These guidelines are intended to inform all users about the selection of materials by the Library. The Library strives to build a collection of excellent resources that balances the needs of the University community with the finite and fluctuating nature of our fiscal resources.
These guidelines apply to all materials owned by and housed in the Library, and electronic resources to which the Library subscribes/provides access. It covers all formats (print, electronic, microform, and audio-visual) in the collections of the James A. Gibson Library, including the Map, Data, & GIS Library and Special Collections and Archives.
The Library normally acquires materials in languages other than English to support the language curricula, reference or specific need of academic departments.
In general, the Library does not intentionally purchase multiple copies.
Please refer to the James A. Gibson Library’s Donations Policy for details.
Please refer to Brock University’s Copyright webpage for details.
The Library is committed to the widest possible dissemination of scholarly knowledge. To that end, and as funds permit, the Library will make efforts to support a variety of open access projects. Please refer to the James A. Gibson Library’s Open Access webpage for details.
Librarians and faculty cooperate to develop the Library’s collection. Recommendations for the purchase of materials are accepted from faculty, staff and students, but final responsibility for the selection of library resources lies with Liaison Librarians.
Decisions regarding acquisition of all resources are based on the priorities and criteria stated above.
Requests for new electronic resources (excluding individually purchased ebooks) require a completed Information Resource evaluation form. The Library’s Collections Working Group assesses these requests based on criteria listed above, as well as the following:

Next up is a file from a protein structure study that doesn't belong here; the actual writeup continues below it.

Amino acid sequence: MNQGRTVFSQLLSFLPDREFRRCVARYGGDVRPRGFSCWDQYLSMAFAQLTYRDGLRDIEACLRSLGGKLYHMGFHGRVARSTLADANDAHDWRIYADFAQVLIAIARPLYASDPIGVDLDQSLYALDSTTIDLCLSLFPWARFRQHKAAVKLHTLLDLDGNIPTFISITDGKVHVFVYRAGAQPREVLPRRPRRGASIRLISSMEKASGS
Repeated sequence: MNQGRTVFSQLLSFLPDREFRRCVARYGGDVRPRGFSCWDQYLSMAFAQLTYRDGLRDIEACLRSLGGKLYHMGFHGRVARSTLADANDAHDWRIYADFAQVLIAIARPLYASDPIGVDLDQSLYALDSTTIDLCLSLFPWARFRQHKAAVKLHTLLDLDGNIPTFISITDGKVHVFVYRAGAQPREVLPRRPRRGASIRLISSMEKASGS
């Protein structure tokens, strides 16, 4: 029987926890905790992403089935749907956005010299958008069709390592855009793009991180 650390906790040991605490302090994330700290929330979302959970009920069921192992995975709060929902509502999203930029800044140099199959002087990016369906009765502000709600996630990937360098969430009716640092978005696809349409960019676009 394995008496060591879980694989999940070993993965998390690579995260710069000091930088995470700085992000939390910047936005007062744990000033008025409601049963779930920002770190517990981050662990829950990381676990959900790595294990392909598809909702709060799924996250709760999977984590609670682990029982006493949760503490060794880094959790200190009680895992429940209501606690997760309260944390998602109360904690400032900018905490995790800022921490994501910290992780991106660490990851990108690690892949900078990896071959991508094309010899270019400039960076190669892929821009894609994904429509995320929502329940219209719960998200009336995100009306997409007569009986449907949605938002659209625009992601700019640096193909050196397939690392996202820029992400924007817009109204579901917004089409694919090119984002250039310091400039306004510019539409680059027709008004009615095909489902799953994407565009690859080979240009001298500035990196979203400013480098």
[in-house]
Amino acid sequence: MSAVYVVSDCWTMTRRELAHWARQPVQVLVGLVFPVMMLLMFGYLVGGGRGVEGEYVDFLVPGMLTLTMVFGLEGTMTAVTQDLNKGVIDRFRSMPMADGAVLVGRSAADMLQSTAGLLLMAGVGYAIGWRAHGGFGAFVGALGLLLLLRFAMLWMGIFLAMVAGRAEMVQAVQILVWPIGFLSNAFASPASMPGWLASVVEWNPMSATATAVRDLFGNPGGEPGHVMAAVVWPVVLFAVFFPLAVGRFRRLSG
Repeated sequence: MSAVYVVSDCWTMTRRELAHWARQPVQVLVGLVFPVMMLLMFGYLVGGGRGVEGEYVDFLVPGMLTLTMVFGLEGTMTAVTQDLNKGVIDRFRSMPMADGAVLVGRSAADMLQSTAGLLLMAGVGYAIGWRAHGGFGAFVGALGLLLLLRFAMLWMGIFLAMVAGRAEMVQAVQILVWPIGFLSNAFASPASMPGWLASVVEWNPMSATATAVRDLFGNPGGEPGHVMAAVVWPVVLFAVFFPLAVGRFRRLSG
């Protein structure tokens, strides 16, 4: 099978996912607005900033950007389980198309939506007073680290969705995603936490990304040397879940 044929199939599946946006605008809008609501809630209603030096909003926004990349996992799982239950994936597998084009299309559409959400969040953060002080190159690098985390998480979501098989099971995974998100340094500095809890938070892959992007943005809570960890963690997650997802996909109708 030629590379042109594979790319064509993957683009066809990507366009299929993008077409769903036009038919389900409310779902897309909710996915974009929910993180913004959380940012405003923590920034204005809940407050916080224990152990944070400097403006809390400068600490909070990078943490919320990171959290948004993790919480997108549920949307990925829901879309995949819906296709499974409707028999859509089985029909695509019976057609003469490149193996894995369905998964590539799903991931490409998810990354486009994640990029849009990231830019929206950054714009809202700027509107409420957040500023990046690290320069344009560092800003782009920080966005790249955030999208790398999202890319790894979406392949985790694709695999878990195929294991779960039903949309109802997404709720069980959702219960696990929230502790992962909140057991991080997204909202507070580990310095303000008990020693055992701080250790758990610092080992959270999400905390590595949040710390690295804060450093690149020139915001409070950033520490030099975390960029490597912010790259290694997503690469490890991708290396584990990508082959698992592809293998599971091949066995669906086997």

- Support of academic curriculum
- Support of general library use
- Support of the research interests of faculty and students
- Support of the collection development process
- Cross-disciplinary usefulness.
Availability of material via other Ontario libraries, electronic full text databases, etc.
The Library applies consistent practices and priorities in the expenditure of its resources through analysis of use, demand, relevancy and format.
Type of Material
- Access to ebooks is provided via multiple platforms. Ebooks may be purchased via package deals, individually, or on approval. The Library strives to provide access to electronic collections; however, timely provision of relevant content is the first consideration. Multiple user access to a title is preferred, although we do not eliminate single user access titles from the selection process. Platforms used must be AODA-compliant.
- Out-of-Print (O/P)
- When required, the Library will attempt to find used or out-of-print books if new books are not available.
- Books used as textbooks for courses are not typically acquired for the collection; the decision to purchase rests with individual Liaison Librarians. Students are expected to purchase their own copies of textbooks listed in course outlines.
Serials and Electronic Resources